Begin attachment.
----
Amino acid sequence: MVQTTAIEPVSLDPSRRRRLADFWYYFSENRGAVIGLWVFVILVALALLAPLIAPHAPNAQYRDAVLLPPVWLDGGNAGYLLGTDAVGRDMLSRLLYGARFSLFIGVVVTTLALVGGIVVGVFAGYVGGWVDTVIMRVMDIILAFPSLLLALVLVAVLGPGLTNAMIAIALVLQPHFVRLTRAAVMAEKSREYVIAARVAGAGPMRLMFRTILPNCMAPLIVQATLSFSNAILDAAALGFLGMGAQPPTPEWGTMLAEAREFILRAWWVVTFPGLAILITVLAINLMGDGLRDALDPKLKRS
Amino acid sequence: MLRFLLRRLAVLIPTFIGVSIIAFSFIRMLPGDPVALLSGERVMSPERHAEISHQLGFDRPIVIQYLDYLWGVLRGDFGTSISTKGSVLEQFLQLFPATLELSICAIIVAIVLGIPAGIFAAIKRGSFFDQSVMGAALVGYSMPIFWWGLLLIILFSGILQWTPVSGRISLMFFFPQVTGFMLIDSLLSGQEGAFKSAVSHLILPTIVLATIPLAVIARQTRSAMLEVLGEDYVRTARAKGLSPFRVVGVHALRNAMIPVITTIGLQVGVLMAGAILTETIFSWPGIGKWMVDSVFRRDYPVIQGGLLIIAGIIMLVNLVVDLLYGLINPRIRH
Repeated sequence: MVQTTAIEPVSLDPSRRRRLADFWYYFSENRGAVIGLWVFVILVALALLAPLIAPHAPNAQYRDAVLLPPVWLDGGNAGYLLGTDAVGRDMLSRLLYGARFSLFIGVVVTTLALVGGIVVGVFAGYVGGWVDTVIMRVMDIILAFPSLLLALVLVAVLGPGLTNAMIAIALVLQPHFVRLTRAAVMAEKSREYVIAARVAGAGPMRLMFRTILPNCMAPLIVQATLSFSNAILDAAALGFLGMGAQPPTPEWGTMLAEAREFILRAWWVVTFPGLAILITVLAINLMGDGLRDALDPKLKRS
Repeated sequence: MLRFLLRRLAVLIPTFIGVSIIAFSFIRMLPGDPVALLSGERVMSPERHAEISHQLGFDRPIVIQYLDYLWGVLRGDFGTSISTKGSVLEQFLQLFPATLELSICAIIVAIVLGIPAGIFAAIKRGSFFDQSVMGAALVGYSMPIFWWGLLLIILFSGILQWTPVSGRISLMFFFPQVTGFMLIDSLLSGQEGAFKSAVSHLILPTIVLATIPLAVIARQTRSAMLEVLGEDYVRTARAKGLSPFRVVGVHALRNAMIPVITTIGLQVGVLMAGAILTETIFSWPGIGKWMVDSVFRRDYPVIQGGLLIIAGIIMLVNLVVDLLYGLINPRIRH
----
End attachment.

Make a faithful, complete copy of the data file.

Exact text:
Amino acid sequence: MVQTTAIEPVSLDPSRRRRLADFWYYFSENRGAVIGLWVFVILVALALLAPLIAPHAPNAQYRDAVLLPPVWLDGGNAGYLLGTDAVGRDMLSRLLYGARFSLFIGVVVTTLALVGGIVVGVFAGYVGGWVDTVIMRVMDIILAFPSLLLALVLVAVLGPGLTNAMIAIALVLQPHFVRLTRAAVMAEKSREYVIAARVAGAGPMRLMFRTILPNCMAPLIVQATLSFSNAILDAAALGFLGMGAQPPTPEWGTMLAEAREFILRAWWVVTFPGLAILITVLAINLMGDGLRDALDPKLKRS
Amino acid sequence: MLRFLLRRLAVLIPTFIGVSIIAFSFIRMLPGDPVALLSGERVMSPERHAEISHQLGFDRPIVIQYLDYLWGVLRGDFGTSISTKGSVLEQFLQLFPATLELSICAIIVAIVLGIPAGIFAAIKRGSFFDQSVMGAALVGYSMPIFWWGLLLIILFSGILQWTPVSGRISLMFFFPQVTGFMLIDSLLSGQEGAFKSAVSHLILPTIVLATIPLAVIARQTRSAMLEVLGEDYVRTARAKGLSPFRVVGVHALRNAMIPVITTIGLQVGVLMAGAILTETIFSWPGIGKWMVDSVFRRDYPVIQGGLLIIAGIIMLVNLVVDLLYGLINPRIRH
Repeated sequence: MVQTTAIEPVSLDPSRRRRLADFWYYFSENRGAVIGLWVFVILVALALLAPLIAPHAPNAQYRDAVLLPPVWLDGGNAGYLLGTDAVGRDMLSRLLYGARFSLFIGVVVTTLALVGGIVVGVFAGYVGGWVDTVIMRVMDIILAFPSLLLALVLVAVLGPGLTNAMIAIALVLQPHFVRLTRAAVMAEKSREYVIAARVAGAGPMRLMFRTILPNCMAPLIVQATLSFSNAILDAAALGFLGMGAQPPTPEWGTMLAEAREFILRAWWVVTFPGLAILITVLAINLMGDGLRDALDPKLKRS
Repeated sequence: MLRFLLRRLAVLIPTFIGVSIIAFSFIRMLPGDPVALLSGERVMSPERHAEISHQLGFDRPIVIQYLDYLWGVLRGDFGTSISTKGSVLEQFLQLFPATLELSICAIIVAIVLGIPAGIFAAIKRGSFFDQSVMGAALVGYSMPIFWWGLLLIILFSGILQWTPVSGRISLMFFFPQVTGFMLIDSLLSGQEGAFKSAVSHLILPTIVLATIPLAVIARQTRSAMLEVLGEDYVRTARAKGLSPFRVVGVHALRNAMIPVITTIGLQVGVLMAGAILTETIFSWPGIGKWMVDSVFRRDYPVIQGGLLIIAGIIMLVNLVVDLLYGLINPRIRH